King James — who’s always been outspoken about his love for wine — is switching gears and joining forces with Lobos 1707, which launched Wednesday.
Bron revealed his decision to get involved in an interview with WSJ Magazine … saying he tried the product on vacation in Italy and instantly fell in love.
“If it’s organic to who I am or what I’m doing, then it’s a lot easier for me to be a part of something,” LeBron said.
“I was in a perfect place in my life. Me and my friends were trying different tequilas. I actually bought a place with Maverick Carter in Cabo a few years ago. There’s obviously a big tequila heritage there.”
The move adds to Bron’s growing list of business ventures — including Blaze Pizza, SpringHill Entertainment and more.
The Lobos tequila will run from $45-$150 depending on which bottle you get — Lobos 1707 Tequila, Joven; Lobos 1707 Tequila, Reposado; Lobos 1707 Tequila, Extra Añejo; and Lobos 1707 Mezcal Artesanal.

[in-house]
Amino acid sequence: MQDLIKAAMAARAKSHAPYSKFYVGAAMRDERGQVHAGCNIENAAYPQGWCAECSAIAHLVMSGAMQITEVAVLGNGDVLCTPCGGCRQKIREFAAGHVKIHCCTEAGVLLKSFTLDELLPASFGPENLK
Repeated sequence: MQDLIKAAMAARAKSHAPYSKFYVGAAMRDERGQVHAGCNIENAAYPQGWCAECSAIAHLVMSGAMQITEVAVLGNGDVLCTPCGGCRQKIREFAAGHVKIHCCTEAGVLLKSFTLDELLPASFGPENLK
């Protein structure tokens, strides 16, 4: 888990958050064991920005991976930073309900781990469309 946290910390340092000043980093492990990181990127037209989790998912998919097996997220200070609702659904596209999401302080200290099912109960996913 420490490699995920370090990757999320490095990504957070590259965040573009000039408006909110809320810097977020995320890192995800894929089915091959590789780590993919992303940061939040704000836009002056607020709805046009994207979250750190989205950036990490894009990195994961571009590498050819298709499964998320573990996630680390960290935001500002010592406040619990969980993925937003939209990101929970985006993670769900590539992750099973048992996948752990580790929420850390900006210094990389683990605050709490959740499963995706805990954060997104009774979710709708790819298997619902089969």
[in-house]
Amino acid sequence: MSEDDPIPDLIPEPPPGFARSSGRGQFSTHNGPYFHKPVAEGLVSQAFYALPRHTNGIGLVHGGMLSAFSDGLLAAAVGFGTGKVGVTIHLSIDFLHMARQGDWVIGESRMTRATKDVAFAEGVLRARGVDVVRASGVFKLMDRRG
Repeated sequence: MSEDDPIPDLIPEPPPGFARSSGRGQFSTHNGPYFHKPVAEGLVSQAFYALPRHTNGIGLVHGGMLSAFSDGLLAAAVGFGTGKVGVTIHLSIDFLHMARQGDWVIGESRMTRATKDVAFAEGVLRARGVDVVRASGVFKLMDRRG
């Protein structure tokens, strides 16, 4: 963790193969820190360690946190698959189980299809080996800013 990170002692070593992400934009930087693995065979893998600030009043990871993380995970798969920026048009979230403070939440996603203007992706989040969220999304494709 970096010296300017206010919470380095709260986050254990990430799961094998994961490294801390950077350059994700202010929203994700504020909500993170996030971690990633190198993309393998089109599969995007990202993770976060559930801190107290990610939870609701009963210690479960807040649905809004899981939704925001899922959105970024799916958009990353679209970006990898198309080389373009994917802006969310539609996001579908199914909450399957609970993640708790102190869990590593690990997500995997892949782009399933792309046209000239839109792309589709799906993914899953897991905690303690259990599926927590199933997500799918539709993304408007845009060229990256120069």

Of course, MJ recently got involved in the booze biz as well … launching the Cincoro tequila brand with Jeanie Buss and Wes Edens.
James could barely contain his excitement on Twitter, saying, “We live!!! We’re excited to have all of you, your family, and friends around the table. And if we run out of room… we’ll just build a bigger table!”
For the last 10 years, Africa has seen a rise in tech startups most prominently in countries like Nigeria, South Africa, Rwanda, Kenya, to mention a few. This has been as a result of the massive inflow of mobile devices and the keen interest by the continent’s inhabitants in them.